Main Image Credit Type-45 destroyer HMS Defender conducting joint military training in the Indian Ocean with the French ship FS Provence. The Type 45 destroyer, also known as the D or Daring class, is an advanced class of guided missile destroyers built for the Royal Navy.
The chairman of the independent review into Britain’s National Ship Building Strategy is advocating a ‘cheap and cheerful’ Royal Navy. However, Sir John Parker is unlikely to face action on the unsuitable ships he is proposing.
Sir John Parker, chairman of the independent review into a National Ship Building Strategy for the UK, gave evidence to parliament’s Defence Committee yesterday about its results – with RUSI’s previous related commentary here.
Listening to the evidence, what became clear was that Sir John was well-selected to put together this review.
As an engineer and businessman, his experience to date placed him in an exceptional position to make judgements about any future government plan for, what he described, as a national infrastructure project.
What he was not able to do was to place his recommendations and comments in the context of warfare and the needs of sailors who may be faced with combat against an enemy who fights against him, and his ships.
As such, it is hard to see how his plans, based purely on ship numbers and cost, have any bearing on the requirement for the Royal Navy to provide security.
The strength of Sir John’s evidence was in his understanding of the numbers –costs, platforms, workforce and the market place.
His business and engineering background brought strengths to the review in terms of conceptualising how the ship building industry in Britain might deliver the ambition laid down in the 2015 Strategic Defence and Security Review.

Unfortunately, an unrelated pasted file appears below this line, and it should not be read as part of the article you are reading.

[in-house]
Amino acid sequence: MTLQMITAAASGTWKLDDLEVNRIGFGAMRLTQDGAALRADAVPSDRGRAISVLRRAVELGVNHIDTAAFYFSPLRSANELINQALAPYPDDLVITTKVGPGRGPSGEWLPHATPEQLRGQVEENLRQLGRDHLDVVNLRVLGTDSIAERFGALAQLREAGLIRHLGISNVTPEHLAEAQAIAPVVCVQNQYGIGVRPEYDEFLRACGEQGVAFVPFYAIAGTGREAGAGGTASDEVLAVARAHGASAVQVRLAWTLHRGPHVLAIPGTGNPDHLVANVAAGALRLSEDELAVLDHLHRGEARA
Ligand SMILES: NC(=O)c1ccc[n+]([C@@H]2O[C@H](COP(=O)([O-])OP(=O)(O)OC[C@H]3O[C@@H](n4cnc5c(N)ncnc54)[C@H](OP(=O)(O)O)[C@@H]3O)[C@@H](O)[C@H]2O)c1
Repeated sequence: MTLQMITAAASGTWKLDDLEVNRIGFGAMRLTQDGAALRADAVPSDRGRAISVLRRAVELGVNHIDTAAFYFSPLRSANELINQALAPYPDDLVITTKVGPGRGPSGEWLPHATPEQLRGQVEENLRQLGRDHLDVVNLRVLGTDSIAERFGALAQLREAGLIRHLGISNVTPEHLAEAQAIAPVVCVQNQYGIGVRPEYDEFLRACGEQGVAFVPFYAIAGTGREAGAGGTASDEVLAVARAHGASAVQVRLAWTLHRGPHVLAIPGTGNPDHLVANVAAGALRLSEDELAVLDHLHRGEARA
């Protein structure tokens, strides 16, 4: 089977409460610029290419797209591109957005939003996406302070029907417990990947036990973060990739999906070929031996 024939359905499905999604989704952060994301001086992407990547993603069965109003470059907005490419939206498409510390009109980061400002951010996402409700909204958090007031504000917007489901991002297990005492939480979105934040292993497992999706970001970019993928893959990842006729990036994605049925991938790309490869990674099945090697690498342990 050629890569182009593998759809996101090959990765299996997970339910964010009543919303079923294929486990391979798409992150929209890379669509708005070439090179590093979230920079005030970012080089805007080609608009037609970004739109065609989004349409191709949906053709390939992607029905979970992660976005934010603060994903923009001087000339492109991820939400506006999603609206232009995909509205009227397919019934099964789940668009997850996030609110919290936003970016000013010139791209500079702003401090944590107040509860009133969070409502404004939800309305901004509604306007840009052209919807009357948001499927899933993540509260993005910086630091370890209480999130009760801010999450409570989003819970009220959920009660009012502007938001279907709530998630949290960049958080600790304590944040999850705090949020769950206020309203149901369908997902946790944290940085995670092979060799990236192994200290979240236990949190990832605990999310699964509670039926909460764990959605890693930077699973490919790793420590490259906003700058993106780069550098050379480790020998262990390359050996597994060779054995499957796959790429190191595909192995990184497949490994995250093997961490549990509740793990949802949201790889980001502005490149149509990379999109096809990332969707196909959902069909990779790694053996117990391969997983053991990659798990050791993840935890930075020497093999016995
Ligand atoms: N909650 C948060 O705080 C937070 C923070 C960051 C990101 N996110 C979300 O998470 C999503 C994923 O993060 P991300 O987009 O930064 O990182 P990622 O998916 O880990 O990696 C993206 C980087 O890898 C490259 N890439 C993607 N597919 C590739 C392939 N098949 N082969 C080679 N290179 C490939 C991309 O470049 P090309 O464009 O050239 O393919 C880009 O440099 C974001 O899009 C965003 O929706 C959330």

But it is only a ‘might’, since the British government must still plan, design and build a replacement warship that meets the shortfall in numbers between the eight Type 26 frigates (to be delivered between 2023 and 2034), and the thirteen Type 23 frigates that leave service between 2023 and 2035.
Sir John recommends a cheap and cheerful corvette designed for overseas sales to fill that void: the Type 31e would be suitable for constabulary duties against drug smugglers and counter migration patrols but little else.
It is this appreciation, merging the engineering and business requirements highlighted by Sir John with the resources of the government that must include the needs of combat into the simple commercial wrap that has been provided thus far.
A resurgent Russia, an unapologetic and belligerent China and a strident Iran are all challenging the world order at sea with sophisticated and well-armed ships and submarines. Meeting these with off-shore patrol vessels and under equipped corvettes hardly seems prudent.
Here, the most worrying statements made by Sir John in front of MPs earlier come to the fore. According to Sir John, both the First and Second Sea Lords, along with other senior leaders from the Royal Navy agreed to his plan to build warships for functionality (that is, speed, size and numbers), without considering the needs of combat.
This is, surely, a re-run of the decision-making that led to the procurement of Snatch Land Rovers for the British Army. It is certainly a vehicle that suited constabulary duties in Northern Ireland exceptionally well, but it was not good for Iraq, where it did not protect British servicemen and caused many deaths and injuries to British servicemen in Iraq.
In advocating a cheap and cheerful Royal Navy, Sir John does a disservice to the British sailors who face daily tests by well-armed adversaries around the world.
One wonders whether Sir John would be content to sail into harms way in one of his new T31e light corvettes designed for constabulary duties.
Would such vessels really be able to defeat an unmanned explosive craft in the Gulf of Aden (like the Royal Saudi Navy did recently), counter a anti-ship cruise missile strike (as the US Navy did last month in the Red Sea), face down Iranian challenges to innocent passage through the Straits of Hormuz or meet the new Chinese corvette and survive?
Engineering and business knowledge is all very well, but when it comes to meeting challenges to British security and trade, it might be more useful to have a warship not a cruise ship.
Professor Peter Roberts
Director, Military Sciences